OTTAWA - In an arbitration decision released yesterday, CUPE 503 (Ottawa city workers) achieved a major victory that will improve the working conditions of paramedics in Ottawa and potentially across Ontario.
Ruling on a grievance filed by CUPE 503 after the city refused to provide paramedics with regular meal breaks, arbitrator Joseph Potter held that the Employment Standards Act required the city to ensure that no paramedic works more than five consecutive hours before being given a one-half-hour meal break that is free from any interruption.
CUPE 503 president Jim Robillard stated that the union went to arbitration to ensure that paramedics received the same rights as other Ontario workers in.
“Paramedics work to save lives every day in difficult and stressful conditions. They deserve an opportunity every shift to relax and eat their meal without fear of interruption,” Robillard said.
The granting of meal breaks to paramedics was vigorously opposed by the city, which suggested that any additional resources made available to the ambulance service would be used to reduce response times rather than improve working conditions for paramedics.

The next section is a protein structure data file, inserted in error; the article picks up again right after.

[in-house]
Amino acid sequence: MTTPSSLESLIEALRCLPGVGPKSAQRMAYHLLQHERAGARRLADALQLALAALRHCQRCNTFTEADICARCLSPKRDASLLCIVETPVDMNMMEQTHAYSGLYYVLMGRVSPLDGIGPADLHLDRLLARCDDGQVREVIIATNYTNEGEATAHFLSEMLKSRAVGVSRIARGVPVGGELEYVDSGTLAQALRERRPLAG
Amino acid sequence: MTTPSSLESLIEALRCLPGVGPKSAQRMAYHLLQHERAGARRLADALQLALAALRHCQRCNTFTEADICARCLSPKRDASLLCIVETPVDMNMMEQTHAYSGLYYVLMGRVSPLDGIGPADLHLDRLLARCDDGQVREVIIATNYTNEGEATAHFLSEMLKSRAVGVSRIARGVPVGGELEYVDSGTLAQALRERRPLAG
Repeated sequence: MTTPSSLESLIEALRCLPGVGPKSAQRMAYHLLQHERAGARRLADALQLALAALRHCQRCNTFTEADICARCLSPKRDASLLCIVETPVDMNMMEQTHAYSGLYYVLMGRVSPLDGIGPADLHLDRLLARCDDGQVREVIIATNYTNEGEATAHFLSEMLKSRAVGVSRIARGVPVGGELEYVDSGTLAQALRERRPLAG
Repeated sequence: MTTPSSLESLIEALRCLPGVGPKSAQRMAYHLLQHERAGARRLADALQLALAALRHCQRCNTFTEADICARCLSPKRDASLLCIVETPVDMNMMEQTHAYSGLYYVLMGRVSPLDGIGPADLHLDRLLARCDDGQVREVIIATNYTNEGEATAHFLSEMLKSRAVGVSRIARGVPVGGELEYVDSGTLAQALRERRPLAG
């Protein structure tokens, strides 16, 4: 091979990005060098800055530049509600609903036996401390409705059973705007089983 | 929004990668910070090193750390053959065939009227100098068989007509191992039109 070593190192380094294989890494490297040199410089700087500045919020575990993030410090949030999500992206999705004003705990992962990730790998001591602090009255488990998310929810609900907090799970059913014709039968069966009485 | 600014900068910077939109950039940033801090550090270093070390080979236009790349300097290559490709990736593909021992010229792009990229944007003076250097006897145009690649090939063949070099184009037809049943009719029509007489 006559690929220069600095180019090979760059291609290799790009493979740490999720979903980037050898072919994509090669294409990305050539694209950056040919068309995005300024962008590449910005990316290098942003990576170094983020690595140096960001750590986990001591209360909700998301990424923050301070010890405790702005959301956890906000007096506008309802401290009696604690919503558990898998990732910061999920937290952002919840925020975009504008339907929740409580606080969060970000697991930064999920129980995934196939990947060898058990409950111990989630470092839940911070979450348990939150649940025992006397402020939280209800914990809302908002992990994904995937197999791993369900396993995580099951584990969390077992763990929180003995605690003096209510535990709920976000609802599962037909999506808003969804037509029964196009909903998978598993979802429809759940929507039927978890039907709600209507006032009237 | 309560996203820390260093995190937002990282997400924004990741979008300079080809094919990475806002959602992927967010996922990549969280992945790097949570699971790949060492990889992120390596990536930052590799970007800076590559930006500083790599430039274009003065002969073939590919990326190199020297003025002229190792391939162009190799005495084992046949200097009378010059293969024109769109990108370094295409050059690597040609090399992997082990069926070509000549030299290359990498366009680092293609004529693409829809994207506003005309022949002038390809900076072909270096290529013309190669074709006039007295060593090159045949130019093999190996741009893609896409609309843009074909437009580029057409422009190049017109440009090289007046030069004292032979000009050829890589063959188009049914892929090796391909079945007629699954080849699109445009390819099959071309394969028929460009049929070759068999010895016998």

CUPE 503 vice-president Brian Madden called city’s position unacceptable. “Paramedics in Ottawa are dedicated individuals who work hard in an underfunded and understaffed system,” he added. “Better ambulance service in Ottawa will not be achieved by depriving paramedics of their rights.”
As a result of the arbitrator’s decision, paramedics in Ottawa will be entitled to two paid, uninterrupted meal breaks in every 12-hour shift. Also, Ottawa paramedics will be receiving some form of individual compensation as a result of the city’s past failure to respect the terms of the Employment Standards Act.
CUPE 503 represents more than 8,000 public sector employees in Ottawa, including paramedics and ambulance communications officers.
For Further information contact:
Jewitt Morrison and Associates
Legal Counsel for Local 503